The End of Arrogance: America in the Global Competition of Ideas (Hardback)
  • The End of Arrogance: America in the Global Competition of Ideas (Hardback)
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The End of Arrogance: America in the Global Competition of Ideas (Hardback)

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£34.95
Hardback 224 Pages
Published: 07/01/2021
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Free-market capitalism, hegemony, Western culture, peace, and democracy—the ideas that shaped world politics in the twentieth century and underpinned American foreign policy—have lost a good deal of their strength. Authority is now more contested and power more diffuse. Hegemony (benign or otherwise) is no longer a choice, not for the United States, for China, or for anyone else.

Steven Weber and Bruce Jentleson are not declinists, but they argue that the United States must take a different stance toward the rest of the world in this, the twenty-first century. Now that we can’t dominate others, we must rely on strategy, making trade-offs and focusing our efforts. And they do not mean military strategy, such as “the global war on terror.” Rather, we must compete in the global marketplace of ideas—with state-directed capitalism, with charismatic authoritarian leaders, with jihadism. In politics, ideas and influence are now critical currency.

At the core of our efforts must be a new conception of the world order based on mutuality, and of a just society that inspires and embraces people around the world.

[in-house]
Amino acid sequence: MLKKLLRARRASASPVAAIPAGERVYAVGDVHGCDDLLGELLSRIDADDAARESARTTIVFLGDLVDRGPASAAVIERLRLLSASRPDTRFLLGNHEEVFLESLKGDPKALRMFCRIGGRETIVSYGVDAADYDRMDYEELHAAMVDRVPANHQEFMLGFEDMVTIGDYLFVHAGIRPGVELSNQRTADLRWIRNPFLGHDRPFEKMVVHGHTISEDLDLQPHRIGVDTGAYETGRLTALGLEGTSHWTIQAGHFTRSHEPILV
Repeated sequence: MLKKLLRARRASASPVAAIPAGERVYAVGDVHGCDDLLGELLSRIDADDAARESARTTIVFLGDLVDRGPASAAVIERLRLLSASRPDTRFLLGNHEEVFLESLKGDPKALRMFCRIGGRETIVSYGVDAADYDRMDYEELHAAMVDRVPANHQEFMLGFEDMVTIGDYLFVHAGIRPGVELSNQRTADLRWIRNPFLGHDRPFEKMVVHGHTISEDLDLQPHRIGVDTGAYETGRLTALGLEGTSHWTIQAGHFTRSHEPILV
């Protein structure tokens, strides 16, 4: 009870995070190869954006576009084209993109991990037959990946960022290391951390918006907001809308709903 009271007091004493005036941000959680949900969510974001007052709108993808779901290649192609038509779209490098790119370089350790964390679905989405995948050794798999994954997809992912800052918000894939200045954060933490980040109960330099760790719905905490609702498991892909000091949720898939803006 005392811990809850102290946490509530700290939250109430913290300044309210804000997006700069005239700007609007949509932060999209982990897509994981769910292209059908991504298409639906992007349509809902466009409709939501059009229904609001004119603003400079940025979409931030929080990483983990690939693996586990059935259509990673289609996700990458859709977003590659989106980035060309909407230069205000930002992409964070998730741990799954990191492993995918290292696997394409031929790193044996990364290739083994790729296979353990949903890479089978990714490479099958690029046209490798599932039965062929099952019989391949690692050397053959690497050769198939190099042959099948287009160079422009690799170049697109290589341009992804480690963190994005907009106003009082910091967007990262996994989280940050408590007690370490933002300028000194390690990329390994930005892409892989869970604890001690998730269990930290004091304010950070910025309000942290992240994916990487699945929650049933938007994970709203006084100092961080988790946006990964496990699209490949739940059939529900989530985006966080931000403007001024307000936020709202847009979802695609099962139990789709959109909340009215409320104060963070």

Publisher: Harvard University Press
ISBN: 9780674058187
Number of pages: 224
Dimensions: 197 x 127 mm


MEDIA REVIEWS

In this little book, two leading scholars offer a manifesto for U.S. leadership in a post-Western international system… Acknowledging that no country has a monopoly on good ideas, the book makes a good case that the United States needs to recast the way it talks about its role in the world. - G. John Ikenberry, Foreign Affairs

The End of Arrogance makes a strong case for the end of the hegemony of American ideas in the foreign-policy sphere, examines what a more complex and diverse set of influences could create in terms of a future world order, and offers some important advice on how America can keep up in a more competitive world. - Elizabeth Dickinson, Foreign Policy blog

Dazzling. - Ronald Brownstein, National Journal

Weber and Jentleson put forward a powerful and provocative view of the coming frontiers for foreign policy—a global competition of ideas. Their arguments pose the right challenge to governments, corporations, and NGOs operating on a global stage, and provide practical advice for what to do about it. - Janice Stein, Director, Munk School of Global Affairs, University of Toronto

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